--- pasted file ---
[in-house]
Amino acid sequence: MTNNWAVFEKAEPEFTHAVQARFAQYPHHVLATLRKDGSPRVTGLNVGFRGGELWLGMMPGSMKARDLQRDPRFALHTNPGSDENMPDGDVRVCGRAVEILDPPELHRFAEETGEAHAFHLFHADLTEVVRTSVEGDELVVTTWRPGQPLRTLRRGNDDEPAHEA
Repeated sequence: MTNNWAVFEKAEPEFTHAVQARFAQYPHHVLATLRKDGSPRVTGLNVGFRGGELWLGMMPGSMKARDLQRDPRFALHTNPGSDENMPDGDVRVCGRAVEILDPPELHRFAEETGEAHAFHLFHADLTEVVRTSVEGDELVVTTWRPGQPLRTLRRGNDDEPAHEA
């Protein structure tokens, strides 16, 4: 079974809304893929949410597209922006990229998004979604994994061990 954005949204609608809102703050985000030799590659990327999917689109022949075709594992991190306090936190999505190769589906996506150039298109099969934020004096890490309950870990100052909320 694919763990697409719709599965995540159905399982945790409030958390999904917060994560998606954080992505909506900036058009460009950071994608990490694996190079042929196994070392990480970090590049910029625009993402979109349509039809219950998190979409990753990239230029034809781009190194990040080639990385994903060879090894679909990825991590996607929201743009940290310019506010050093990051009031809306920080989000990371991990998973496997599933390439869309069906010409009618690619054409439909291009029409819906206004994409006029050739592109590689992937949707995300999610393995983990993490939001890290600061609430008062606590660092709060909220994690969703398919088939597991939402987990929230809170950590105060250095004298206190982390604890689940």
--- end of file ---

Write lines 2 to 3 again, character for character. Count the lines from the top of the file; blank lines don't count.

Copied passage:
Amino acid sequence: MTNNWAVFEKAEPEFTHAVQARFAQYPHHVLATLRKDGSPRVTGLNVGFRGGELWLGMMPGSMKARDLQRDPRFALHTNPGSDENMPDGDVRVCGRAVEILDPPELHRFAEETGEAHAFHLFHADLTEVVRTSVEGDELVVTTWRPGQPLRTLRRGNDDEPAHEA
Repeated sequence: MTNNWAVFEKAEPEFTHAVQARFAQYPHHVLATLRKDGSPRVTGLNVGFRGGELWLGMMPGSMKARDLQRDPRFALHTNPGSDENMPDGDVRVCGRAVEILDPPELHRFAEETGEAHAFHLFHADLTEVVRTSVEGDELVVTTWRPGQPLRTLRRGNDDEPAHEA